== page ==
The Palais Garnier in Paris – such a beautiful opera house.
TELEMMGLPICT000125294708-xlarge_trans_NvBQzQNjv4BqM37qcIWR9CtrqmiMdQVx7Az5rR0yxpyjSRAasSEeppA
8. You’ve had many partners over the years, is there one dancer living or dead who you like to dance with the most?
Having worked quite a lot recently with Francesca Hayward I feel like we could develop something really quite special. I love what she does onstage during performances and I’m intrigued to see how we would work together on meatier, more dramatic roles. It is my hope that we will have the opportunity to develop our onstage relationship. In saying that, I feel very fortunate to have worked with some really wonderful partners; Natasha Oughtred, Momoko Hirata, Yuhui Choe, Laura Morera and Akane Takada to name but a few!
9. How did presenting for the live insights come about?
I was asked if I’d ever be interested in presenting one of the insights and I remember thinking ‘why not?’. I saw it as an opportunity to try something new and I liked the idea of developing a different skill. If you’d have told me that within a couple of years I’d be co-presenting a live cinema relay opposite Darcey Bussell, going out to over 30 countries worldwide, I probably would have laughed and said you were crazy, but it was an incredible experience and I hope to do it again soon!
10. What do you like to do in London when you get a day off?
I’m quite a morning person so I like to get up and have breakfast somewhere on my day off. My current favourite is a café in Tooting called Mud. Good coffee, delicious food. After that, it could be anything! I enjoy going to the cinema and seeing a good film. I enjoy going to the Victoria and Albert Museum and walking around – even though I’ve lived here in London for 15 years I still get excited about the historical buildings and the wonderful things to see. All that said, I’m also a bit of a homebody, so I’m perfectly happy to put my feet up and watch some sport on the TV!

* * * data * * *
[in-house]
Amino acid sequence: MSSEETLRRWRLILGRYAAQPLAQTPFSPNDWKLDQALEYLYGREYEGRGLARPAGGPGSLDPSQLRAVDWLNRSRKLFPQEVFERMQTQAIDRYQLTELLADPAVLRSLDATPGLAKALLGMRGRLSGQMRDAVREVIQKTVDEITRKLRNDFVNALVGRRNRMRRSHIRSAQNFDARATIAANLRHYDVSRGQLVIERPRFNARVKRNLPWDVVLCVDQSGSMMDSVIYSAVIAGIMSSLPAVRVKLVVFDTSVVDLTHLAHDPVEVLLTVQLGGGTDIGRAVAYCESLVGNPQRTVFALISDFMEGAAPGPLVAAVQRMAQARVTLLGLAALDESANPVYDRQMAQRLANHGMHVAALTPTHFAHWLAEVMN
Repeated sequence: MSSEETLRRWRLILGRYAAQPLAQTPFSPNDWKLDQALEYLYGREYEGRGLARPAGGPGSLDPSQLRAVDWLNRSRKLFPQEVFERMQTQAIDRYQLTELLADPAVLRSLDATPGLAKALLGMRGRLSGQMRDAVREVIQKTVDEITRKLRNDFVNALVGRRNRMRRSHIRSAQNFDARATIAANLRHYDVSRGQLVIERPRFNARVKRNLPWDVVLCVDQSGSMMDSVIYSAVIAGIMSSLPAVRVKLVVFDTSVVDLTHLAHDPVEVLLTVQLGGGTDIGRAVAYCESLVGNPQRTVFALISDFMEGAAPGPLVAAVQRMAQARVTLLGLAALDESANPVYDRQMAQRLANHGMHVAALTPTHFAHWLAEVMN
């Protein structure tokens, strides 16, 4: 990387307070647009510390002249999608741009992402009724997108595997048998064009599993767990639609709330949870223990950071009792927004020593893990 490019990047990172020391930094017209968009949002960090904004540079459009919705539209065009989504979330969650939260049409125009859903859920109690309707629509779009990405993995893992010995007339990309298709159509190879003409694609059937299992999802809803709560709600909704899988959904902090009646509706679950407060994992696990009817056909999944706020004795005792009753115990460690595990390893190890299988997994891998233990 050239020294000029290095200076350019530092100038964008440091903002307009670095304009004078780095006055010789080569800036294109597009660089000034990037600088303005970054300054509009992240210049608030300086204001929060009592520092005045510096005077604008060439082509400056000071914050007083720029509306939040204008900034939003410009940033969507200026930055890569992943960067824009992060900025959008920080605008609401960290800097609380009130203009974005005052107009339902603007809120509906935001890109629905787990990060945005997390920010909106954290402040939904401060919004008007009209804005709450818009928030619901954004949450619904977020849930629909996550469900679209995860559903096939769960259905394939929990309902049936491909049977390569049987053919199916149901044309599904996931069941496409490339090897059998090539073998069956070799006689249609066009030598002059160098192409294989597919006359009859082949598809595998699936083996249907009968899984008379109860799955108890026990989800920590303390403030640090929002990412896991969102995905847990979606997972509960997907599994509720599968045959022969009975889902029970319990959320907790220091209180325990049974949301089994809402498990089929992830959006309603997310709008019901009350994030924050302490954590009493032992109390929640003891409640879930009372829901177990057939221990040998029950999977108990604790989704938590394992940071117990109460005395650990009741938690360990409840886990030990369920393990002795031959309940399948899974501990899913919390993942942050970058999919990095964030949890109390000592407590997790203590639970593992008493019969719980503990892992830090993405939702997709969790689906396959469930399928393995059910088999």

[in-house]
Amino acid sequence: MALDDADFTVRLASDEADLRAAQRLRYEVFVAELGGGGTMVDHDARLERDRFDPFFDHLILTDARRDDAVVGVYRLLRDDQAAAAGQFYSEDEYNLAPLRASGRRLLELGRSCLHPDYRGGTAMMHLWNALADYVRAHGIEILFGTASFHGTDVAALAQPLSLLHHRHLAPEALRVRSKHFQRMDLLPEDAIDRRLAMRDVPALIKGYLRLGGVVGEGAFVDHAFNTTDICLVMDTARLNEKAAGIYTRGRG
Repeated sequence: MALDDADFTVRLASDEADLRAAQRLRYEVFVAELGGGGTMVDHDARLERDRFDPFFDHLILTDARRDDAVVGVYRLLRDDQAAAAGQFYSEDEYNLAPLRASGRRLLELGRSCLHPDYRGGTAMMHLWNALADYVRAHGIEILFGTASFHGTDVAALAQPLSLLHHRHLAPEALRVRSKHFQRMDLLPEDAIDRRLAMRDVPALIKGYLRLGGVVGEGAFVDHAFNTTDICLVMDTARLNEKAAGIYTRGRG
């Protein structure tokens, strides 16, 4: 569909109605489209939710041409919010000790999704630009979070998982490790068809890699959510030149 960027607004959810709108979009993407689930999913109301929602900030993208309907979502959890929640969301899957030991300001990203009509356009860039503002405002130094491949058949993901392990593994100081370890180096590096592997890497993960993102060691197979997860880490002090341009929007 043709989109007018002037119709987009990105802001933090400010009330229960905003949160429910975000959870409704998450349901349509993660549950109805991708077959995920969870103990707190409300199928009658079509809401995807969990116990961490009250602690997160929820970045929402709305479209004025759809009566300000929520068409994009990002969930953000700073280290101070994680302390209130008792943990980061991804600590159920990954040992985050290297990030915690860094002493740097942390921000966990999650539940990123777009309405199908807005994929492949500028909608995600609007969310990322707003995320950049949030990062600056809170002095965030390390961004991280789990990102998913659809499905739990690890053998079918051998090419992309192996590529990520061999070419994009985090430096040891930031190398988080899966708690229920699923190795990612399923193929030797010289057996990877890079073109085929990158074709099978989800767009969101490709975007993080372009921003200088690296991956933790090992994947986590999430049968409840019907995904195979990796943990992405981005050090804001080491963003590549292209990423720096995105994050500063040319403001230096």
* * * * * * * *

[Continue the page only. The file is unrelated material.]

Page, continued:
You can follow Alexander Campbell on Instagram on @acampbell_1  and on Twitter at @Acampbell_1.
Happy Dancing!

Performance

Festive Fun with The Nutcracker

Royal Ballet - The Nutcracker
The Nutcracker is one of the most exciting ballets to watch. For almost 2 hours this magical production sucks you in and the time goes by in a blink of an eye. It’s every ballet lovers favourite performance and it’s a show that most major companies in the world put on at this time of year. Some American companies are said to gain up to 40% of their income from this show every year!
If you’re looking to introduce a family member to ballet then this is a great performance to start with. It’s full of festive fun, glitter and sparkle, and amazing costumes. The lavish set design is always a treat – and the story really captures the spirit of Christmas with a beautiful tree, a toy maker with magical powers, a dream world full of sweets, mice, gingerbread men and toy dolls. At the heart of the story is some beautiful dancing that is simple in some areas and technically difficult in others, all set to some very familiar music from Tchaikovsky.
Set on Christmas eve, the Nutcracker tells the story of Clara and a magical present she receives from her godfather Drosselmeyer which takes her on a journey where she saves a handsome prince from the evil Mouse King. One of my favourite sections, and perhaps the most well known, is the dance of the Sugar Plum fairy. The way that she delicately introduces herself with developpes and pirouettes that circle the stage. It’s a challenging yet beautiful solo and a section that audience members look forward to each year. Some of the very best dancers of the world best have performed it too from Margot Fonteyn and Natalie Markova to Darcy Bussell and Lauren Cuthbertson.